All being well? Financial wellbeing, inclusion and risk

Date 05 December 2016
Location RMIT University, Melbourne

A lively panel discussion on financial wellbeing featured Professor Elaine Kempson (UK) and Professor Jerry Buckland (Canada).


The focus of policy and practice is shifting from financial inclusion to the broader notion of financial wellbeing. While this term is gaining currency among policy makers and service providers, there is no agreement on what is meant by financial wellbeing. It is a critical time to discuss its definition and relevance as wellbeing measures are being developed to inform policy.

The event was hosted by RMIT University and the Brotherhood of St Laurence with the support of ANZ and RMIT’s Governance, Accountability and Law Strategic Research Priority Area. 

Dr Marcus Banks, Senior Research Fellow, Brotherhood of St Laurence, marcus.banks(at)bsl.org.au

Prof. Roslyn Russell, School of Economics, Finance and Marketing, RMIT University, Roslyn.russell(at)rmit.edu.au


Seminar report

Download the All being well? seminar summary (PDF, 282 KB)

Presentations

Elaine Kempson

From financial literacy and inclusion to financial capability and well-being: what’s in a name? (PDF, 189 KB)

Elaine Kempson is Professor of Personal Finance and Social Policy Research at the University of Bristol. She has nearly 30 years experience of policy development and research into consumer behaviour and the provision of financial services. The areas of her work that are well known internationally include financial capability, financial inclusion, over-indebtedness and consumer protection.

Elaine is currently working with the European Commission on financial guidance and the national consumer research centre in Norway on a survey of financial wellbeing and its links to financially capable behaviours and other factors such as financial inclusion, income, knowledge, skills and motivations.

Jerry Buckland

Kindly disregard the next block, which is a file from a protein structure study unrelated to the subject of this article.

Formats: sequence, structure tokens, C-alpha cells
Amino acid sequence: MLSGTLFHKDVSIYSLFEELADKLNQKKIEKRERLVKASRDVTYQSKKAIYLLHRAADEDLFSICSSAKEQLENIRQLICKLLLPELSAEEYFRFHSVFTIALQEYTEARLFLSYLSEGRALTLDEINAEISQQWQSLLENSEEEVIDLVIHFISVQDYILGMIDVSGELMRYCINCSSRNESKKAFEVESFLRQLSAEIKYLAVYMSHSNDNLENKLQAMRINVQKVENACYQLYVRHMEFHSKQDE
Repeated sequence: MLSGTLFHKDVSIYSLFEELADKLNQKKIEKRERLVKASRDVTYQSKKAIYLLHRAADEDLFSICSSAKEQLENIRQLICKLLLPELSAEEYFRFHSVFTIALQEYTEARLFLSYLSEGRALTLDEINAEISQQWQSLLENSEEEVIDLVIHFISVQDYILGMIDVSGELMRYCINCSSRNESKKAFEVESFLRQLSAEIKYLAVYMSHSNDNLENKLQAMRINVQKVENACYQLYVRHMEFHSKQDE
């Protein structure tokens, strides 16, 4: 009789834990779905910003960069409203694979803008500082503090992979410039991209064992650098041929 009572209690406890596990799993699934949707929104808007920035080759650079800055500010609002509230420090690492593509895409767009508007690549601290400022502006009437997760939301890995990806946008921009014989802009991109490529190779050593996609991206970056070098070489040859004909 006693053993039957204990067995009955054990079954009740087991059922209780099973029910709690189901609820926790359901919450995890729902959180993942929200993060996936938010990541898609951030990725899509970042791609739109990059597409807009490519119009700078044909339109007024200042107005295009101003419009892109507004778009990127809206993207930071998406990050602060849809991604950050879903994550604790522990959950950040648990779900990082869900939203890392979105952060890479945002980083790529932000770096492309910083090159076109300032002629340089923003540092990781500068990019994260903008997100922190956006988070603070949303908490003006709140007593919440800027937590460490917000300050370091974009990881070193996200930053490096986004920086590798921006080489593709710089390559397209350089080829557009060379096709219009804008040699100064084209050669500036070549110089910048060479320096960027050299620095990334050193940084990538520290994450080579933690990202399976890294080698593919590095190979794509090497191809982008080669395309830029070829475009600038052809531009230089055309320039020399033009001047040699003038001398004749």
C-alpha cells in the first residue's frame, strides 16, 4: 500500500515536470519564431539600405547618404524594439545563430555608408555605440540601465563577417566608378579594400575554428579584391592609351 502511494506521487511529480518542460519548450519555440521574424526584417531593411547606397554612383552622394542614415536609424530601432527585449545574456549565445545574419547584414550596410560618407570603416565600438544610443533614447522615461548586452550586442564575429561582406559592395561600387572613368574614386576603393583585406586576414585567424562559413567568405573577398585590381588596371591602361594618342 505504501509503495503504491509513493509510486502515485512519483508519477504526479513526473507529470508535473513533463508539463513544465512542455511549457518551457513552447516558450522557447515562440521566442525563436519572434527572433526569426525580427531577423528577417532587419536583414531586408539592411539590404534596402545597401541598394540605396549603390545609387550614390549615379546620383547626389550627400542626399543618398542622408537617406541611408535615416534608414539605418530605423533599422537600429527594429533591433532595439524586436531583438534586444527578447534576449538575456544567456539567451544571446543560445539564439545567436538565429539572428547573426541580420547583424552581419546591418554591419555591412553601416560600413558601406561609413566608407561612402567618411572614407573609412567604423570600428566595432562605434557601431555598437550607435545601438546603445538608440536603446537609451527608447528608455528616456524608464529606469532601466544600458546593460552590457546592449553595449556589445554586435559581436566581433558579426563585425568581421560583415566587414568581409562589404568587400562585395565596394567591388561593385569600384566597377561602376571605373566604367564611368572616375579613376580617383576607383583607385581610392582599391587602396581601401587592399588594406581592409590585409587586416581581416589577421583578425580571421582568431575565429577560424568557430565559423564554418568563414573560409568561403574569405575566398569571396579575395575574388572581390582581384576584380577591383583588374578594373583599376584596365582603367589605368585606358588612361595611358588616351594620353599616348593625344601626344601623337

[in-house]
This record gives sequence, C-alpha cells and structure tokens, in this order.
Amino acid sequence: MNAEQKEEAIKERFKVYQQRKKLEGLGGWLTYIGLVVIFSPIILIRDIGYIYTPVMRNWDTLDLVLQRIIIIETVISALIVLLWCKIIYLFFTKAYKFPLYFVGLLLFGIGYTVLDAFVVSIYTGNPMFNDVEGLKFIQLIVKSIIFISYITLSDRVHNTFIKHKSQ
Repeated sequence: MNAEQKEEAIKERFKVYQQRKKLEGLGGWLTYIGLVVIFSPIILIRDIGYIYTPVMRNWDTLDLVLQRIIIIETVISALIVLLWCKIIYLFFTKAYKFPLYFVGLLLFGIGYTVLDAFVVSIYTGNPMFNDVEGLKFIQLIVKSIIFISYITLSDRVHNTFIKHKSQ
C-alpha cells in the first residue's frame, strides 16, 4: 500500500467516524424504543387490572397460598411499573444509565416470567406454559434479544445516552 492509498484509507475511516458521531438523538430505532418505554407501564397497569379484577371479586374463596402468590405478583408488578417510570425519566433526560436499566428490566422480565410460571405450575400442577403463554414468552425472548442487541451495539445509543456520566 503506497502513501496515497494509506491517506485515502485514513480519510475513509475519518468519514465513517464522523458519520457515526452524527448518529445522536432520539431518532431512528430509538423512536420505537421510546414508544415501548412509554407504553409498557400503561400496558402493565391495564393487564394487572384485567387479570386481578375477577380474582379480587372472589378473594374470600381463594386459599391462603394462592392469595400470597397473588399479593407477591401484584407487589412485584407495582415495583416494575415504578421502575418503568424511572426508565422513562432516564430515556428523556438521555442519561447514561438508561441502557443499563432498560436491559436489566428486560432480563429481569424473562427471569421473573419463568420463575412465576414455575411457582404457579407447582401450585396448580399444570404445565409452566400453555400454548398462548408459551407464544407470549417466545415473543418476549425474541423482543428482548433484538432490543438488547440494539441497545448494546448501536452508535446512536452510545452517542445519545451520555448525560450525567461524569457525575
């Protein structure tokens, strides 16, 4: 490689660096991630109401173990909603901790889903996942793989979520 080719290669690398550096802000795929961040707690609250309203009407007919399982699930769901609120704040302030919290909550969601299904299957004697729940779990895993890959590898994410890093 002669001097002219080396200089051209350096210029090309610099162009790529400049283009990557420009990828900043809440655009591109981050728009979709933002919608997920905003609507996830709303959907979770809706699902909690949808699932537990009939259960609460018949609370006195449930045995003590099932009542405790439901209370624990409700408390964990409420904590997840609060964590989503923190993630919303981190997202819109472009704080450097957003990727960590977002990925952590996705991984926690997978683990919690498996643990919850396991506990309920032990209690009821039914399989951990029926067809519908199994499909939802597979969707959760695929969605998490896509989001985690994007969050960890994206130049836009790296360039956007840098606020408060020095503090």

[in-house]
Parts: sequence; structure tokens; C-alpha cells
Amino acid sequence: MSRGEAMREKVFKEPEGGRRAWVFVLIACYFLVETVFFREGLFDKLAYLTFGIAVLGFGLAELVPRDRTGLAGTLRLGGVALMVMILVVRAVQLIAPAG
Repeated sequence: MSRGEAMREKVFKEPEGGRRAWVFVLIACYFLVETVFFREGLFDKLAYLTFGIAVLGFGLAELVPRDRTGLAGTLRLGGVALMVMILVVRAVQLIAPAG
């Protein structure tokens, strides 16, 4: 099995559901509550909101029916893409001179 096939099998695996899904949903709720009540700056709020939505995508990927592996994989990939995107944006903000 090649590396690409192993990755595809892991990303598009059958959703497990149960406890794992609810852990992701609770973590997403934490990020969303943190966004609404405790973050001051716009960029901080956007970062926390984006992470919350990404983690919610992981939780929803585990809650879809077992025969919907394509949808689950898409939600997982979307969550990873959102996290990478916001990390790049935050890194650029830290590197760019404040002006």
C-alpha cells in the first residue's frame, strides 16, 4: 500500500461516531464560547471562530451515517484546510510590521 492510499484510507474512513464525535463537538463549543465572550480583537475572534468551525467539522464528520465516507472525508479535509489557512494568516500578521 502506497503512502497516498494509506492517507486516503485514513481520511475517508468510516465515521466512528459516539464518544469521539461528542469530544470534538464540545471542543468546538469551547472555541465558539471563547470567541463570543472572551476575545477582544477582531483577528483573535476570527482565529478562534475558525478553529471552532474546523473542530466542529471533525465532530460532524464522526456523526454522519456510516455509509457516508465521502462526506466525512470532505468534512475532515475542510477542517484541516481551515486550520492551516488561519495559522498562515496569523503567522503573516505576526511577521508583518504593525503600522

Financial inclusion in Canada and the US (PDF, 174 KB)

Jerry Buckland is Professor of International Development Studies at Menno Simons College in Winnipeg, Canada. His research and teaching areas include research and evaluation methods, financial empowerment (micro-finance / financial inclusion / financial literacy) and community-based development.

Jerry has published extensively on financial exclusion and is working on a new book that explores development projects around the world and is tentatively titled Financializing Human Development.

Jerry has been active in payday lending regulation debates in Canada and in 2015–16 he participated in a major regulatory hearing. He has completed research contracts for several federal and Manitoba government departments, made numerous presentations in academic and popular forums, and is interviewed regularly by major media outlets such as CBC and the Globe and Mail.

Jack Noone

An Australian framework for financial wellbeing (PDF, 960 KB)

Dr Jack Noone is a Research Fellow at the Centre for Social Impact, a collaboration of the University of New South Wales, Swinburne University of Technology and the University of Western Australia. His research interests lie at the intersection of healthy ageing and structural disadvantage, with a focus on outcome measurement across the life course. He is one of the chief investigators on a research project developing an Australian framework for financial wellbeing.


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